SFIFF – The Selling

I’m going to be completely honest, my first film at SFIFF was underwhelming. It’s a little film (with an even smaller budget) called The Selling. The festival catalog calls it witty and original, and claims it deftly handles a blend of humor and horror. I found none of these qualities in Selling.

Gabriel Diani plays both actor and screenwriter for the film. His character’s name is Richard Scary, “like the children’s author,” he’s fond of reminding everyone he introduces himself to. This statement is met mostly with confusion, and occasionally with enthusiastic recognition. I suppose this will likely be similar to the film’s reception. Scary is a real estate agent with strong moral fiber who decides to buy a large, empty house and flip it with this business partner in order to make some money to pay the bills of his cancer-ridden mother. The agent that Scary bought the house from was forthcoming with the information that an alleged serial killer used to live there. She did not, however, inform him of the crowds of ghosts haunting the place, making a sale almost impossible.

Emily Lou, a first time director, clearly takes a few queues from the greats that do manage to mix the comedy and horror genres with some success, mostly Sam Raimi. But where filmmakers like Raimi succeeded in providing genuine scares right next to genuine humor, Lou could not. Blame can partly be placed with Diani’s sophomoric script. Which sounds even more wooden coming out of the mouths of a mostly non-professional cast with what seems to be limited experience acting in any sense (Barry Bostwick of Rocky Horror Picture Show makes an appearance as an easily frightened exorcist).  The gags are a bit trite as well–the walls bleed when they’re not supposed to, and they won’t when they are!  No one will deny the film meant to lend itself more to comedy than horror which is a shame.  The two shining moments I counted during the graciously short run-time came when the film took itself the most seriously and actually came through with some beautiful (and scary) digital effects.  Everything considered, you definitely won’t be missing out on anything if you skip this movie.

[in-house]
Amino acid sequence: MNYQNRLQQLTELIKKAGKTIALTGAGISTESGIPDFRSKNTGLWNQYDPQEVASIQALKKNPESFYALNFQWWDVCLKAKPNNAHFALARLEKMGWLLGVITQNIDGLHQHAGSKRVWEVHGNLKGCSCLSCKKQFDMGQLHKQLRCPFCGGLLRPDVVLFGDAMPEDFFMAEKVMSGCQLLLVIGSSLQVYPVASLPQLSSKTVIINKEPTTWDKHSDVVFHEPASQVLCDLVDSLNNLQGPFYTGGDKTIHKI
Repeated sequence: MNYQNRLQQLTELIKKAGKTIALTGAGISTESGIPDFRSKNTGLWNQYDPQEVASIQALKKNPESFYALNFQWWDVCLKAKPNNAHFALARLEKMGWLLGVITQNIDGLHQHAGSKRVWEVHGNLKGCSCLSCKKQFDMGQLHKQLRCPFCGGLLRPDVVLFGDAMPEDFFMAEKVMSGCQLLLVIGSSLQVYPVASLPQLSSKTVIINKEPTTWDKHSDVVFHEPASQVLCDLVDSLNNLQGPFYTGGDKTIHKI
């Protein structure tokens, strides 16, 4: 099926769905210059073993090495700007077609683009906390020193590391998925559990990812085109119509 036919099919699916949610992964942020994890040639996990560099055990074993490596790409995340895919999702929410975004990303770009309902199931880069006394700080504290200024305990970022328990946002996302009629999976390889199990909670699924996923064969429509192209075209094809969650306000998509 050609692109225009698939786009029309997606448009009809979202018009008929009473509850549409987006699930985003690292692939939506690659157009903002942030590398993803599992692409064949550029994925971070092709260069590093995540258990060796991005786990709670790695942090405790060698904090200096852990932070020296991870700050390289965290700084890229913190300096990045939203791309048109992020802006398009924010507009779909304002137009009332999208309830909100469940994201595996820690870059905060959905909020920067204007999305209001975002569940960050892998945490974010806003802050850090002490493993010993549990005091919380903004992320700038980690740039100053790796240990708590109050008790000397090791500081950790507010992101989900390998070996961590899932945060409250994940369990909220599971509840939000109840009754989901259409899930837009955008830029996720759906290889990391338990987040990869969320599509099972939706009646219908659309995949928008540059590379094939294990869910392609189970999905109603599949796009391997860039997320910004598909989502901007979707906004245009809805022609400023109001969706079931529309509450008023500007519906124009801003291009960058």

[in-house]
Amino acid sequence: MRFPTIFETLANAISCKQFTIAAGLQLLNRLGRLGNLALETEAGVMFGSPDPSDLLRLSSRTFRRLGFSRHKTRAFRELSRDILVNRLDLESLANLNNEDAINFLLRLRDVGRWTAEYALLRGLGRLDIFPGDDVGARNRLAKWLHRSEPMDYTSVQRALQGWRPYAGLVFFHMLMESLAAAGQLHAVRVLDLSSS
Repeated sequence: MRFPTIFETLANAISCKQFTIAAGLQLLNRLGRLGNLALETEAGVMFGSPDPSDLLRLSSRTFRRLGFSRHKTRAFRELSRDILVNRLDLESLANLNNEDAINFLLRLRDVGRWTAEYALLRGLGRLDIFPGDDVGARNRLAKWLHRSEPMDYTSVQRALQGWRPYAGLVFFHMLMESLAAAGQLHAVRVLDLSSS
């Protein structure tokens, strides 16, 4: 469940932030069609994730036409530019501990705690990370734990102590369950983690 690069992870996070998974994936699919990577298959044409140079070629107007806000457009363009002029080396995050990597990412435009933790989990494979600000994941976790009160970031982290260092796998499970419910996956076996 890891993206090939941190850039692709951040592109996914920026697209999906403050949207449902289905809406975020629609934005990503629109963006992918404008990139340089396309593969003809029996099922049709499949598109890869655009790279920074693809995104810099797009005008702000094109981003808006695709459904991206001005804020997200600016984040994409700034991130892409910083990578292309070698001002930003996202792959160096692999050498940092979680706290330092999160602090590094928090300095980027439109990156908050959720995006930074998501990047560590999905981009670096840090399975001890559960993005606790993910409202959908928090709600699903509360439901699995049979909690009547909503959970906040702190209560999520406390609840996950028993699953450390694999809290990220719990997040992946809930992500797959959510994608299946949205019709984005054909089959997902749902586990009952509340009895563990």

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5 Responses to “SFIFF – The Selling”
  1. Casey Beck says:

    Wow. I couldn’t disagree more.

    I saw an early screening of this and I thought it was great. Funny, smart, quick and fun with some good scares.

    Thought the acting was great across the board too. You should look at the IMDB page, they’re certainly not unprofessional.

    I’m surprised at how drastically I disagree with this review. I’m going to the premier even though I already saw it and recommending it to people too.

  2. Blake says:

    @ Casey – I’m so glad to hear someone else disagrees. I’ll be the first to admit that I have a very hard time gauging the quality of these horror/comedy films (I’ll never understand Sam Raimi!). But as long as people keep encouraging me to find value in these films, I’ll keep looking for it. Thanks for reading!

    I’d love to meet up and discuss the other films you’ve seen at SFIFF, always looking to broaden my understanding of film. Email me if you’re interested. blakesfilmreviews AT gmail DOT com

  3. Jamal Williams says:

    Dear Blake,

    I agree with Casey, I thought it was HILARIOUS.

    I’m studying film now and find the movie really encouraging.

    The only reason I saw your review was b/c I was checking out the stats on IMDB. It’s disappointing that this was the only review on there…I was curious and checked it out, there are other good reviews of this Film out there!

    Can you please rethink slamming independent film makers. You’re entitled to your opinion, obviously…but give these guys a break!


  4. Glenn Sauber says:

    I have to agree with Casey. I’ve read several other reviews of yours that I agree with, but I gotta say that we’re world’s apart on this one.

    Go back and watch Sam Raimi’s first movie- The Evil Dead. It’s considered a ‘cult classic’ now, but its kinda….crappy. Considering this is Lou’s first film, I was impressed. It didn’t succumb to the typical failures of similar films: bad writing, crappy effects, and terrible editing. It was surprisingly tight!

    I was much more entertained by this film than Scream 4 or Paranormal Activity, movies with much larger budgets and A list celebrities. When it was supposed to be scary, it got kinda scary. When it was supposed to be funny, it was surprisingly witty.

    If someones goes to see The Selling expecting to see another pointless horror flick, then I would guess they would be disappointed. But if someone is looking for a fun, FUNNY, family friendly movie in the vein of Shawn of the Dead or Evil Dead 2 then I think they’d have a great time.

    I think its very unfortunate that a review like this could turn potential viewers away from a chance to support Bay Area film makers.

  5. Jessica says:

    Sounds like this one didn’t quite hit the mark. I have a hard time with the comedy/horror genre too. Besides, it doesn’t seem like he was too harsh. He just pointed out exactly why he didn’t like it.
    Jessica´s last blog post ..The Tapestry of Love- by Rosy Thornton

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